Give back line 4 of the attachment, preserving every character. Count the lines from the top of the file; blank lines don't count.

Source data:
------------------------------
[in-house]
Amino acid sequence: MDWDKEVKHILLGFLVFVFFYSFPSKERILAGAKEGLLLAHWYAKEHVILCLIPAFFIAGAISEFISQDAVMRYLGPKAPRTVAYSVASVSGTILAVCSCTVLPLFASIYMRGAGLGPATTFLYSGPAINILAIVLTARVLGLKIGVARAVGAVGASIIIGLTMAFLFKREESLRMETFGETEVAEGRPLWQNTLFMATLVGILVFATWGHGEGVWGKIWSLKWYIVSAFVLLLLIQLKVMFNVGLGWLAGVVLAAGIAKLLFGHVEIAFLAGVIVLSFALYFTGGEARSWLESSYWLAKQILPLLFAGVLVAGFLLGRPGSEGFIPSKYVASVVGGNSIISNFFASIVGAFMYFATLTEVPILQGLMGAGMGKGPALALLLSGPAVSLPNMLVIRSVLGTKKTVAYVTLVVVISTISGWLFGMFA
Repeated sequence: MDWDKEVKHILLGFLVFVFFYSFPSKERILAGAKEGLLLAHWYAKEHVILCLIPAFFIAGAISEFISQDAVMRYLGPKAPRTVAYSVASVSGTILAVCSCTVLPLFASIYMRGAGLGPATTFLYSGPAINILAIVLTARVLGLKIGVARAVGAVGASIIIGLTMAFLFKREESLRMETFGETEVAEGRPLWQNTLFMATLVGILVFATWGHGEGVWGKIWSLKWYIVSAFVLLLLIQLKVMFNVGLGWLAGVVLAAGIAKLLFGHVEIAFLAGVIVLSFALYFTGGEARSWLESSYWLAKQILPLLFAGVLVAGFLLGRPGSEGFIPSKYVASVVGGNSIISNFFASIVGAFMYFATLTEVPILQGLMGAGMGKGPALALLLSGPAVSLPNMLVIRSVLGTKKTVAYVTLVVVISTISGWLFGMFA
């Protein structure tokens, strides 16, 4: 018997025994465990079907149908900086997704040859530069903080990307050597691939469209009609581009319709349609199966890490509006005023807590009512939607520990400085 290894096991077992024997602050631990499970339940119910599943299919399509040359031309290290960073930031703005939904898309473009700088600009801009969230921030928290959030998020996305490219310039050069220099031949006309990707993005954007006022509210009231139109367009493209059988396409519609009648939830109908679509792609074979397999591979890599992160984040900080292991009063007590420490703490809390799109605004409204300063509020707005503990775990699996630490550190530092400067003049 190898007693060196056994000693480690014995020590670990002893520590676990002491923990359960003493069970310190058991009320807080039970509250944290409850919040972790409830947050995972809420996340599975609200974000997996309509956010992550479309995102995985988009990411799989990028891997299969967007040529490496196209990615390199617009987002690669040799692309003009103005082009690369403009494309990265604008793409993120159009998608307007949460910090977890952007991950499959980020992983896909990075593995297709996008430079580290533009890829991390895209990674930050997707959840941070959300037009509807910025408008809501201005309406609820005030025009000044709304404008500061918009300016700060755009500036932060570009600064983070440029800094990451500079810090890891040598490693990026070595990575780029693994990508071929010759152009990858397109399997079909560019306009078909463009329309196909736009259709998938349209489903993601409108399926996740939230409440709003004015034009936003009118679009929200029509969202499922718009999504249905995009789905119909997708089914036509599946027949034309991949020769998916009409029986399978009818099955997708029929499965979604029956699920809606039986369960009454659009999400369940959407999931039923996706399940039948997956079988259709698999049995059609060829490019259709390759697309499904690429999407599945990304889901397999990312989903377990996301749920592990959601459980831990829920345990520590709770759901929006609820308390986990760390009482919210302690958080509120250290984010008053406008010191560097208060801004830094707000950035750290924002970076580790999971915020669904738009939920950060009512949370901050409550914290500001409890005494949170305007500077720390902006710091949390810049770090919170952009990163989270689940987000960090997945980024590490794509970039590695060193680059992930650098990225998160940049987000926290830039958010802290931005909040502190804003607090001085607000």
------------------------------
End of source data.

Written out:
């Protein structure tokens, strides 16, 4: 018997025994465990079907149908900086997704040859530069903080990307050597691939469209009609581009319709349609199966890490509006005023807590009512939607520990400085 290894096991077992024997602050631990499970339940119910599943299919399509040359031309290290960073930031703005939904898309473009700088600009801009969230921030928290959030998020996305490219310039050069220099031949006309990707993005954007006022509210009231139109367009493209059988396409519609009648939830109908679509792609074979397999591979890599992160984040900080292991009063007590420490703490809390799109605004409204300063509020707005503990775990699996630490550190530092400067003049 190898007693060196056994000693480690014995020590670990002893520590676990002491923990359960003493069970310190058991009320807080039970509250944290409850919040972790409830947050995972809420996340599975609200974000997996309509956010992550479309995102995985988009990411799989990028891997299969967007040529490496196209990615390199617009987002690669040799692309003009103005082009690369403009494309990265604008793409993120159009998608307007949460910090977890952007991950499959980020992983896909990075593995297709996008430079580290533009890829991390895209990674930050997707959840941070959300037009509807910025408008809501201005309406609820005030025009000044709304404008500061918009300016700060755009500036932060570009600064983070440029800094990451500079810090890891040598490693990026070595990575780029693994990508071929010759152009990858397109399997079909560019306009078909463009329309196909736009259709998938349209489903993601409108399926996740939230409440709003004015034009936003009118679009929200029509969202499922718009999504249905995009789905119909997708089914036509599946027949034309991949020769998916009409029986399978009818099955997708029929499965979604029956699920809606039986369960009454659009999400369940959407999931039923996706399940039948997956079988259709698999049995059609060829490019259709390759697309499904690429999407599945990304889901397999990312989903377990996301749920592990959601459980831990829920345990520590709770759901929006609820308390986990760390009482919210302690958080509120250290984010008053406008010191560097208060801004830094707000950035750290924002970076580790999971915020669904738009939920950060009512949370901050409550914290500001409890005494949170305007500077720390902006710091949390810049770090919170952009990163989270689940987000960090997945980024590490794509970039590695060193680059992930650098990225998160940049987000926290830039958010802290931005909040502190804003607090001085607000």